That’s the story here. Trump is gonna go or be neutered, it can’t go on like this.
Just like Bannon had to talk, the attrition will get to Trump. Everybody expects things to happen overnight. But that rarely occurs. The weight just keeps being lifted onto the camel’s back until it collapses. That’s a big lesson here. Be patient, play for the long term, it’s coming.
Also, it’s astounding how the press has reacted to Wolff’s book. Very few people read it, they reported on the penumbra. And soon they’ll be on to something else. They’re all about eyeballs, not about substance. But substance always rules in the end. He or she who puts in the time succeeds. And what you find out is Trump never put in the time, never.
But he won.
Why did he win?
It’s the power of television, the power of celebrity, the juice of America.
But also, despite being the consummate insider, he takes the position of an outsider, and in a world where everybody feels screwed over a great percentage of the public wanted to turn over the table, try anything new, they were sick of business as usual. Yup, you get that in “Fire and Fury,” Trump is nobody’s man, and this maverick spirit can be found appealing.
Furthermore, reading “Fire and Fury” it’s reinforced how we live in a two-tiered society, one of insiders and outsiders. Never have we known more about the insiders’ lifestyles, but really we know nothing.
We read about private jets, island vacations, but we’re not privy to the conversations, where the overlords cut up the country and share the spoils. Ailes and Murdoch think they run this world.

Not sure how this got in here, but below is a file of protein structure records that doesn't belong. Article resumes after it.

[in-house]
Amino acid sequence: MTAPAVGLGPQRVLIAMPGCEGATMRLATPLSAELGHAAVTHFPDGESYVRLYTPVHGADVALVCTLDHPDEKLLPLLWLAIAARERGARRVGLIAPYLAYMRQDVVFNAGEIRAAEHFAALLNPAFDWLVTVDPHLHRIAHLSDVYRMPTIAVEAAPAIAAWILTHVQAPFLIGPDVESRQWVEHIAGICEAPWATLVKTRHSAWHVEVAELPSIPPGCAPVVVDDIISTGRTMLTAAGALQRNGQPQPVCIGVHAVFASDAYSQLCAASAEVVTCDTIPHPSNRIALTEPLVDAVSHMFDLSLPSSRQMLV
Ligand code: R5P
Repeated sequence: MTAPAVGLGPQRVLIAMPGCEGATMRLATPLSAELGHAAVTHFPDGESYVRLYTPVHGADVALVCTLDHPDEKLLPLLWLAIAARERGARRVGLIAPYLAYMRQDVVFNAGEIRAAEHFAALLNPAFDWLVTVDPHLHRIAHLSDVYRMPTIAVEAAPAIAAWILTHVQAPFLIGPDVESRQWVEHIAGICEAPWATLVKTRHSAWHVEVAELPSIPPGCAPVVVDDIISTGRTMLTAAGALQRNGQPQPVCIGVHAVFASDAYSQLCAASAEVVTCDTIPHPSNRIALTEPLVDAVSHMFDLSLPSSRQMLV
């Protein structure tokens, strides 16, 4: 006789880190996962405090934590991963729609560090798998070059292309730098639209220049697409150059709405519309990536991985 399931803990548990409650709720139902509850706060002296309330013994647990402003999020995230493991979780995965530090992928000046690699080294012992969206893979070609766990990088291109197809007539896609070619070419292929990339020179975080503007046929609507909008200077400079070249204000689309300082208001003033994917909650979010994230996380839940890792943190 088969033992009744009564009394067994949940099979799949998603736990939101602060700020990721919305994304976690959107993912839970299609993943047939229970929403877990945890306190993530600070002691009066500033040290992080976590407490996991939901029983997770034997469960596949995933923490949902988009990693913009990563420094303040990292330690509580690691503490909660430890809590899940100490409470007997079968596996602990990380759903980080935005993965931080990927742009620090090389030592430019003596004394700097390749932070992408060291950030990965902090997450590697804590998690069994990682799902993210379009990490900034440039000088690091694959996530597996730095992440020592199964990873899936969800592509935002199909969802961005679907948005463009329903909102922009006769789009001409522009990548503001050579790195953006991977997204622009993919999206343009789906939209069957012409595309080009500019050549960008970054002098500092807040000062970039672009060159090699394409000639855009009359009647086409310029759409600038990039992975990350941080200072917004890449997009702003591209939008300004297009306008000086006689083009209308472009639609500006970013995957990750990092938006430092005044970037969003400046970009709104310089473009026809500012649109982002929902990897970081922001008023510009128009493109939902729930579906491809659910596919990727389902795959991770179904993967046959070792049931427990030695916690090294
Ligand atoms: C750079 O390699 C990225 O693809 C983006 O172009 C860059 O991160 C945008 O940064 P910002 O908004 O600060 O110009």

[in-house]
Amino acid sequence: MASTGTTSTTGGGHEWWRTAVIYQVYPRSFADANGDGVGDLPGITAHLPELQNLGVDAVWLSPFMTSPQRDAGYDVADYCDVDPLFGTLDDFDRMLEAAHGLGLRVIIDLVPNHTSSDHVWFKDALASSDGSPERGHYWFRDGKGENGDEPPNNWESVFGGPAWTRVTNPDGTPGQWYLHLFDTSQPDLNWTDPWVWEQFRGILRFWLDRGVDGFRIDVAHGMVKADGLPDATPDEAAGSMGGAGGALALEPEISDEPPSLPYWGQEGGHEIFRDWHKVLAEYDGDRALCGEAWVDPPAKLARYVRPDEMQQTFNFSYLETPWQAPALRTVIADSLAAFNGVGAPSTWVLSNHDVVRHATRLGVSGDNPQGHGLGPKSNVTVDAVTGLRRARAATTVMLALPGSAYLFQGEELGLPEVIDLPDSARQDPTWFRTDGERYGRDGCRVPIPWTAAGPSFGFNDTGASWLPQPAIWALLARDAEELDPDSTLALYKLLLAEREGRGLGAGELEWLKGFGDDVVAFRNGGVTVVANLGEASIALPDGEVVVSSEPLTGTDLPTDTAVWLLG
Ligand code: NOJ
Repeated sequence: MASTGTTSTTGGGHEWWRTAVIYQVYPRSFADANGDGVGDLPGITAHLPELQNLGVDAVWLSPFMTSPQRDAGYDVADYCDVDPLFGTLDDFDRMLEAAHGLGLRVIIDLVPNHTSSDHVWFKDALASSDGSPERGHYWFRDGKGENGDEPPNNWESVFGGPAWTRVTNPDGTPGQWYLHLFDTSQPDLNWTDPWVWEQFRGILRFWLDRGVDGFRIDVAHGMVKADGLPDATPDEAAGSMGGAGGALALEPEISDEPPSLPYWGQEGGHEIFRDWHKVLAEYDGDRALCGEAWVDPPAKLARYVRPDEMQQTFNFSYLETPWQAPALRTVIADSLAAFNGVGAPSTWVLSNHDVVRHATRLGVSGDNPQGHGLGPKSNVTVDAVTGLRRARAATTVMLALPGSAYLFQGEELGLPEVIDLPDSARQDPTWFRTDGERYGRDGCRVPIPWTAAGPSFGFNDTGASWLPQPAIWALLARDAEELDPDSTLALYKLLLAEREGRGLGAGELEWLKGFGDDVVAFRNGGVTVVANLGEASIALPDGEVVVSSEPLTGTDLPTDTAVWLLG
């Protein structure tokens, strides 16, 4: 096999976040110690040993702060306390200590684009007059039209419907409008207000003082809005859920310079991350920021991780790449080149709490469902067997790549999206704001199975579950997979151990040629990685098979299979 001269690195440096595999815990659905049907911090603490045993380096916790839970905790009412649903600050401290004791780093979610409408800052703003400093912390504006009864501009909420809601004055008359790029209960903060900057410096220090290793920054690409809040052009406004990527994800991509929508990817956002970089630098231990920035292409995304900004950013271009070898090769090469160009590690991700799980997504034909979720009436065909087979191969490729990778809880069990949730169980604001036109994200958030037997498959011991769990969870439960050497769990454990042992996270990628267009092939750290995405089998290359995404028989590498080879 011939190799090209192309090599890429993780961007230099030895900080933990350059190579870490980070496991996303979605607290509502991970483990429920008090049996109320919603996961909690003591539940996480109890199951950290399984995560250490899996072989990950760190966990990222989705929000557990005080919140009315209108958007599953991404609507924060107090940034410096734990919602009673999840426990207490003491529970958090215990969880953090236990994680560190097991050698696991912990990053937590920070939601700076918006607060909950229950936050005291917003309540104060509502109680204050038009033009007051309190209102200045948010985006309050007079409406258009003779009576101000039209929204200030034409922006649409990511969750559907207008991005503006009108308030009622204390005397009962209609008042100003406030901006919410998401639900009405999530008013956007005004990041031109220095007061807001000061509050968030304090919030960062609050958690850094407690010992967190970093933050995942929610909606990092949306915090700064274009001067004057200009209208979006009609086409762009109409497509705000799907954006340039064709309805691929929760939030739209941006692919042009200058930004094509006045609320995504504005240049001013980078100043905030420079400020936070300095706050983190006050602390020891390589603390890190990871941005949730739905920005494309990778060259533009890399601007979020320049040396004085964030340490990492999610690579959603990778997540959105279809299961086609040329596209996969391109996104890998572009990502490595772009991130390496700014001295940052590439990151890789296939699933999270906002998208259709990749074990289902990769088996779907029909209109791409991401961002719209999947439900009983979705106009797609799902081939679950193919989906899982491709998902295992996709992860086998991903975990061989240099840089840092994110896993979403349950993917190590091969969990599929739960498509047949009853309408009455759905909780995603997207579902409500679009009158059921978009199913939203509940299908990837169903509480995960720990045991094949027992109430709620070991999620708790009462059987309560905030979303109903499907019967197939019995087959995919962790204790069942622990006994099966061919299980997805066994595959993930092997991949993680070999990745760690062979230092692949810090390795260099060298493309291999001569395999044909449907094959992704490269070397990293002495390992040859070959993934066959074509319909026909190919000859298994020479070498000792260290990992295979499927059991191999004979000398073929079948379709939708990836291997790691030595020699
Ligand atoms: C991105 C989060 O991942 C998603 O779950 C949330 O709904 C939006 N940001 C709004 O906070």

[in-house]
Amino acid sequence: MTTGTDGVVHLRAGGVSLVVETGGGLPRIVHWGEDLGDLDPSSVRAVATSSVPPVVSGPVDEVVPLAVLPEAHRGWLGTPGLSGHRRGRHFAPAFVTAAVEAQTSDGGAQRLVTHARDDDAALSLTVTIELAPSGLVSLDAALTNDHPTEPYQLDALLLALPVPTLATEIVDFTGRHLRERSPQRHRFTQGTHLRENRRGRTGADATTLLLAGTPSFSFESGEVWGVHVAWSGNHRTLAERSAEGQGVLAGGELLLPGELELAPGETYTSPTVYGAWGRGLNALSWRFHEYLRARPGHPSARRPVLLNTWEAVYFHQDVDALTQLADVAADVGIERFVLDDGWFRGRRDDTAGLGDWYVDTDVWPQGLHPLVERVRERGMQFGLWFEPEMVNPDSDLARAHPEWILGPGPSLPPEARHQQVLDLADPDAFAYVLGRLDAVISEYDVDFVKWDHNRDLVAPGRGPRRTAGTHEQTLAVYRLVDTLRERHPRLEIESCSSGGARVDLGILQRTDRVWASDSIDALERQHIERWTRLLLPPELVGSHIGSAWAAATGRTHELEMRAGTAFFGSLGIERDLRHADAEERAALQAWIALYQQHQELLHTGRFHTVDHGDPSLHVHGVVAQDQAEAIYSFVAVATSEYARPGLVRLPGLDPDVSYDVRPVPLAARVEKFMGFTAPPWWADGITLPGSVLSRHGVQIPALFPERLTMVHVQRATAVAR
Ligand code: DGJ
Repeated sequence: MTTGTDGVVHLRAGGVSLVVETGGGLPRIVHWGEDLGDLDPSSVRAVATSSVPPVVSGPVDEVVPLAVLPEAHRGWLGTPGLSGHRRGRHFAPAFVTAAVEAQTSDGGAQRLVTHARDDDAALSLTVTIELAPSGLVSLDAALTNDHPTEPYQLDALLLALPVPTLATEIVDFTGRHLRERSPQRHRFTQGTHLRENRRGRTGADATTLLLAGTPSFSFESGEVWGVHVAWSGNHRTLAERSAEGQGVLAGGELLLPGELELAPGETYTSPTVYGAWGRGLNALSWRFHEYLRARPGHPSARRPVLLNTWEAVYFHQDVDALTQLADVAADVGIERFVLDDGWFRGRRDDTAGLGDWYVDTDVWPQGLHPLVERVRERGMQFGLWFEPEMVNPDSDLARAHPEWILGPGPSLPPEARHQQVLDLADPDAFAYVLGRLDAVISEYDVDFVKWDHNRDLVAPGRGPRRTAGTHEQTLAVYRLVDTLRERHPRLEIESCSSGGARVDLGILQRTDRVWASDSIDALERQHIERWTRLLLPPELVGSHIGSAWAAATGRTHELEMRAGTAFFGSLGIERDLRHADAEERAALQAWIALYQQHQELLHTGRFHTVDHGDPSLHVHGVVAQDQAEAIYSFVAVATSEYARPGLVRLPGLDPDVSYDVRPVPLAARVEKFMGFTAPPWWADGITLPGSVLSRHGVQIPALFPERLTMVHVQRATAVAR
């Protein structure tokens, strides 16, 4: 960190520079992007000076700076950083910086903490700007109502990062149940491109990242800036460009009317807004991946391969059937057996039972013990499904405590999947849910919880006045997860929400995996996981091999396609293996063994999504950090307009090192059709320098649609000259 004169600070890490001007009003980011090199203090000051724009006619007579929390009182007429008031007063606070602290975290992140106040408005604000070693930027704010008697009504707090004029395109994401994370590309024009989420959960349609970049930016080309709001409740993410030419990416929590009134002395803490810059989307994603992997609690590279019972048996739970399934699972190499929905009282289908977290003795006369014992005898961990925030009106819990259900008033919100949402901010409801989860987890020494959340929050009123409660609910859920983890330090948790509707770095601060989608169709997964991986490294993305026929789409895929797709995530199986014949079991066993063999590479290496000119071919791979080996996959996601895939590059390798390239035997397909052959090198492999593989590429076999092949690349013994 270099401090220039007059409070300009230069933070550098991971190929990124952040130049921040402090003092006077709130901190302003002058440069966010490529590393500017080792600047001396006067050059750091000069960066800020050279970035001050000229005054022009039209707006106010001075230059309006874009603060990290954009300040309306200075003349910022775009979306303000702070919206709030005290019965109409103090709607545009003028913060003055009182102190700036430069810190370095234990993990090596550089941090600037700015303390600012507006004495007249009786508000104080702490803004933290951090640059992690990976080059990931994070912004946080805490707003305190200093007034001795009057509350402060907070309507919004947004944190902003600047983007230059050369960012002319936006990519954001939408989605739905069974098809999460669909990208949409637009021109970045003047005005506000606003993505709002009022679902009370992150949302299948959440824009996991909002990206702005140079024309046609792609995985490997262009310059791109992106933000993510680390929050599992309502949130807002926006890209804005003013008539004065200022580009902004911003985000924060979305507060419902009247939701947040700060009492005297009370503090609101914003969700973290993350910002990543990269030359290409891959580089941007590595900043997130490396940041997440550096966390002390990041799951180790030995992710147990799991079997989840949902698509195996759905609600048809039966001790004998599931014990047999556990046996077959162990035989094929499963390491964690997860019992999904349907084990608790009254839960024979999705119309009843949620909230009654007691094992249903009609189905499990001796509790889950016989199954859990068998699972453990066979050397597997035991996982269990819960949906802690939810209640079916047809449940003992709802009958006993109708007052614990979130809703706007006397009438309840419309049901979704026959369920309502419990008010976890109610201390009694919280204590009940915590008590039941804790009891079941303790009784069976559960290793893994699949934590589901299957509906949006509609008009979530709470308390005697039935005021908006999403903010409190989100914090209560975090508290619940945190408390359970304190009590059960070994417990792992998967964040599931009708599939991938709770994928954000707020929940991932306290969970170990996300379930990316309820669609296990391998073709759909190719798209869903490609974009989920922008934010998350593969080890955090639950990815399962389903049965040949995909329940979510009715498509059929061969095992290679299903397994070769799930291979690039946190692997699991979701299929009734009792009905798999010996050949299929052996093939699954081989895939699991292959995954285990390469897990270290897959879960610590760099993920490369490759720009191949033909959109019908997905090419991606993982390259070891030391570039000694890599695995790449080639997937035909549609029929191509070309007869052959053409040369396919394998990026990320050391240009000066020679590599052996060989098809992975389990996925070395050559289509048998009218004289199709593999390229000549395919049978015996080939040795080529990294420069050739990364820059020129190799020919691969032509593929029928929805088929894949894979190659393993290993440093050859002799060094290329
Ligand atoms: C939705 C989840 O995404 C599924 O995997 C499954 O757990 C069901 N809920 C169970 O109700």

As for Bannon, he’s the interloper with a brain who thinks he can succeed.
But he’s propped up by the Mercers’ money. Who’ve seemingly abandoned him now. But it’s too late, because money pales beside power. Sometimes they’re one and the same, frequently they are not. Bannon is a household name these days. He can reach his constituency via the internet, assuming he’s not forced into the slow lane by the FCC.
Don’t look at this as a snapshot, but a movie. We’re past the halfway mark. The spikes and lulls should not be overinterpreted, stop listening to the bloviating nitwits on cable news.
And you can stop listening to those with an agenda.
You’ve just go to read this book and know…
We’ve hit a turning point.
P.S. I just checked on Amazon, the hardcover is sold out, they’re saying new orders will be shipped in 2 to 4 weeks, but you can have the Kindle edition…RIGHT NOW!